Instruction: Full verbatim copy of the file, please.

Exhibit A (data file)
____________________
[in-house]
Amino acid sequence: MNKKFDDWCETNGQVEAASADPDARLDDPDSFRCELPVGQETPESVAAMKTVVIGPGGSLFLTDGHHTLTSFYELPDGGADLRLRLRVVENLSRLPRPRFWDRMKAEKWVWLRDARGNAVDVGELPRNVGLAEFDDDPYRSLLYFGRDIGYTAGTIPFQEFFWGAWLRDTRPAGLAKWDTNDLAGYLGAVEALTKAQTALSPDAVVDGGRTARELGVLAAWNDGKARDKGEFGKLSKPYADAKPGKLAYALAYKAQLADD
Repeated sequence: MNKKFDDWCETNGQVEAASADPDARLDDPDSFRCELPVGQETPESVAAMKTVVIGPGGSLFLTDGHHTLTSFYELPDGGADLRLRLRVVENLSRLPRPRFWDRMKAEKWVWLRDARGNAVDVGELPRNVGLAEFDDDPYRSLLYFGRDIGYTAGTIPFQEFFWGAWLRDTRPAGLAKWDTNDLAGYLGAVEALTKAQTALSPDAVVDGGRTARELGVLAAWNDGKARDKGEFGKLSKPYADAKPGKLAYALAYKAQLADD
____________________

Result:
[in-house]
Amino acid sequence: MNKKFDDWCETNGQVEAASADPDARLDDPDSFRCELPVGQETPESVAAMKTVVIGPGGSLFLTDGHHTLTSFYELPDGGADLRLRLRVVENLSRLPRPRFWDRMKAEKWVWLRDARGNAVDVGELPRNVGLAEFDDDPYRSLLYFGRDIGYTAGTIPFQEFFWGAWLRDTRPAGLAKWDTNDLAGYLGAVEALTKAQTALSPDAVVDGGRTARELGVLAAWNDGKARDKGEFGKLSKPYADAKPGKLAYALAYKAQLADD
Repeated sequence: MNKKFDDWCETNGQVEAASADPDARLDDPDSFRCELPVGQETPESVAAMKTVVIGPGGSLFLTDGHHTLTSFYELPDGGADLRLRLRVVENLSRLPRPRFWDRMKAEKWVWLRDARGNAVDVGELPRNVGLAEFDDDPYRSLLYFGRDIGYTAGTIPFQEFFWGAWLRDTRPAGLAKWDTNDLAGYLGAVEALTKAQTALSPDAVVDGGRTARELGVLAAWNDGKARDKGEFGKLSKPYADAKPGKLAYALAYKAQLADD